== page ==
London (AFP) – Harry Gregg was uncomfortable talking about bravery after the Munich air disaster, and former Manchester United manager Alex Ferguson best summed him up as “a most reluctant hero”.
Softly-spoken Gregg, who died aged 87 on Monday, stands tall among goalkeeping greats, even beating Soviet legend Lev Yashin to the accolade of best goalkeeper at the 1958 World Cup finals.
However, the courage he showed on February 6, 1958, went far beyond anything he achieved on the pitch.
He was told by the pilot the plane was about to explode. But he did not hesitate to go back in — again and then again — to pull people from the wreckage after the plane crashed on its third take-off attempt in terrible weather conditions.
In all, 23 people, eight of his team-mates, three of the club’s backroom staff, two crew, eight journalists and two others, died.
He succeeded in rescuing manager Matt Busby, team-mates Bobby Charlton, Jackie Blanchflower and Dennis Viollet, plus the wife of a Yugoslavian diplomat, Vera Lukic — who was pregnant with her son Zoran — and her young daughter Vesna.
Gregg returned to Belgrade — where the ill-fated flight had begun — in 2007 and met Zoran.
“I have always wanted this moment, to look into your face and say to you, ‘Thank you’,” said Zoran.
Gregg — who fractured his skull in the crash but was back between the posts 13 days later playing against Sheffield Wednesday — played it down in typical style.
“I’ve lived with being called a hero but I’m not really a hero,” he replied to Zoran.
“Heroes are people who do brave things knowing the consequences of their actions. That day, I had no idea what I was doing.”
– ‘I carried his coffin’ –
Gregg could describe in detail how he had gone back for Zoran’s mother and sister.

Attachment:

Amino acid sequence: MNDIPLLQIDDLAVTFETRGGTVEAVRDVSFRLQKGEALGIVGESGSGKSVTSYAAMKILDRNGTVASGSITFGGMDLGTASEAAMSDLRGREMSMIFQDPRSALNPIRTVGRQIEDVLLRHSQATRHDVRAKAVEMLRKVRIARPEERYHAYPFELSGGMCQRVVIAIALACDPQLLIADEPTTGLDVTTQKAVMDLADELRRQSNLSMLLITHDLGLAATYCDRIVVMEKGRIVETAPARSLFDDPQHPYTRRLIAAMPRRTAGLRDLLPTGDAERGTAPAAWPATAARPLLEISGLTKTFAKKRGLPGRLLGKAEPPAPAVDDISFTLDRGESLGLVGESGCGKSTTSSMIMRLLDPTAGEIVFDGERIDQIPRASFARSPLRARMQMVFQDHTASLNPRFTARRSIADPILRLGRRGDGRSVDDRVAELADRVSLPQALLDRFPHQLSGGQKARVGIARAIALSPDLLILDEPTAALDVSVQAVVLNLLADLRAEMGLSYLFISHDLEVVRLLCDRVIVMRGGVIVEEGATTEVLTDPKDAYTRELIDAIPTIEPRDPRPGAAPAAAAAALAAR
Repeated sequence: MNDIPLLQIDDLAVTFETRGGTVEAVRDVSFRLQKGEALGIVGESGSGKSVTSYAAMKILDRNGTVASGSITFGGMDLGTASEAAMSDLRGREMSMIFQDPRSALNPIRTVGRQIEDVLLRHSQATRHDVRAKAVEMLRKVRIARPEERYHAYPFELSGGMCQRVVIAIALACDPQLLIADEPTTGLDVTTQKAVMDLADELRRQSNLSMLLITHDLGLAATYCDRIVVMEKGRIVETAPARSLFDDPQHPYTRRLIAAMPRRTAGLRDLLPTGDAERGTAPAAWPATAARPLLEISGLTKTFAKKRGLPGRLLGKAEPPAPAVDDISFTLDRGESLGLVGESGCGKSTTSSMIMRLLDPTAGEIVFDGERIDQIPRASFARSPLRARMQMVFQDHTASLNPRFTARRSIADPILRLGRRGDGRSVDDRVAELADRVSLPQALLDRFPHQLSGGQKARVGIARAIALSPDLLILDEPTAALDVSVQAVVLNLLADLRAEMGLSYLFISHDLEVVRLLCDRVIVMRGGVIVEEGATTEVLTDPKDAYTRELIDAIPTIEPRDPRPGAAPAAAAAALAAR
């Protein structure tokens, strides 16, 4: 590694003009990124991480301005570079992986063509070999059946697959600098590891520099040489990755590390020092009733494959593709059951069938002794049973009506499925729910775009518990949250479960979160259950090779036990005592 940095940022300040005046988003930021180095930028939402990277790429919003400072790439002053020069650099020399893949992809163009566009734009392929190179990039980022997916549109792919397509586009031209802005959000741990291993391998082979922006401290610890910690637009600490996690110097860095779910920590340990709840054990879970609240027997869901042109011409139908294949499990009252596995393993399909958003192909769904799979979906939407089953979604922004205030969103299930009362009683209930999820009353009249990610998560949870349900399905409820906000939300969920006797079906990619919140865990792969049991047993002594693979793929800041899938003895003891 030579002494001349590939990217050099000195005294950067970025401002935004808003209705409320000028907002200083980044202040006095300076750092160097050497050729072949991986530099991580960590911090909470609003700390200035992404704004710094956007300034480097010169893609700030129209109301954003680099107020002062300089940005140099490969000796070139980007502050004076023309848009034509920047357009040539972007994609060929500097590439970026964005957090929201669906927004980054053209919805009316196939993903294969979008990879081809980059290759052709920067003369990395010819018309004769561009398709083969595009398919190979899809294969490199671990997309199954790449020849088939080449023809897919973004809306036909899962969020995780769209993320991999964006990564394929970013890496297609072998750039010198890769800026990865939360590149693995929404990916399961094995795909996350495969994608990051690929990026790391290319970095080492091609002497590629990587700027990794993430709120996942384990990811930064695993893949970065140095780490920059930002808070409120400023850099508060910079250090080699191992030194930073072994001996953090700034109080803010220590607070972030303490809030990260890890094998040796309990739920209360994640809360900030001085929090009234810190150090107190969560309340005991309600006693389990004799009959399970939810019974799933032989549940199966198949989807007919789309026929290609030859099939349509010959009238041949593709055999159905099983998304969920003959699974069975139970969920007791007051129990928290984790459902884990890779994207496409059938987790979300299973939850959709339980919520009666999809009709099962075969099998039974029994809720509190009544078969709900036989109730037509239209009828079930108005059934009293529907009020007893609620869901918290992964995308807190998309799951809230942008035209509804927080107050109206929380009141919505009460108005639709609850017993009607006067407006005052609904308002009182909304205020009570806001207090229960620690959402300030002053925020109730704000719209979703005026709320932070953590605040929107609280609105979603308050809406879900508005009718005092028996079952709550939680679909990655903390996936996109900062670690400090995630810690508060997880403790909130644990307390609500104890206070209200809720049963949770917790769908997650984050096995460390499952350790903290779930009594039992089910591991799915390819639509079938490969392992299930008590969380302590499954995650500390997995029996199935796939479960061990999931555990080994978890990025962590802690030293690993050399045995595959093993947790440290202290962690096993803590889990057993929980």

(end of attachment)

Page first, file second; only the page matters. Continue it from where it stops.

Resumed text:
“I got out of the plane and there’s five people running for it and (Captain James) Thain said ‘Run you stupid bastard, the plane’s about to explode’ and I was about to run when I heard a child crying.”
He went back into the wreckage to pull out the baby, then returned again in search of the mother.
“The radio operator took the child from me and I went back into the debris and I found her mother who was in a bad condition.
“I kicked a hole in the fuselage and I pushed her out.”
Gregg — who became the world’s most expensive goalkeeper when United bought him from Doncaster Rovers for £23,500 in 1957 — described himself as having a stubborn streak “as long as the strand at Portstewart”, the seaside town in County Londonderry where he used to walk every day in his retirement.
However, even he felt emotional when Ferguson and United showed their appreciation of him by sending a team to Belfast for his testimonial in 2012 just days after they had lost the Premier League title on the final day of the season.
“Manchester United mean a lot to me, it was a great part of my life and still is,” said Gregg, who had suffered a stroke that year.
“That’s why I feel very emotional, very moved that they have remembered an old carpenter like me.”
Gregg, who lost his first wife Mavis aged just 26 from cancer and his daughter Karen aged 50, said he always had a soft spot for fellow Northern Irishman George Best, who used to clean his boots as an apprentice at Old Trafford.
“George and I were good friends,” Gregg recalled in 2017.
“I spoke to him last on the phone when he was in hospital (2005). He cried and said: ‘Greggy, ring me tomorrow’.
“I did but the silly bugger had signed himself out. The next memory is when Denis Law and I carried his coffin.”
Best had already left his lasting tribute to Gregg in the foreword of the latter’s 2002 autobiography, even though the goalkeeper in all his modesty would probably have bristled at it.
“My hero,” wrote Best.
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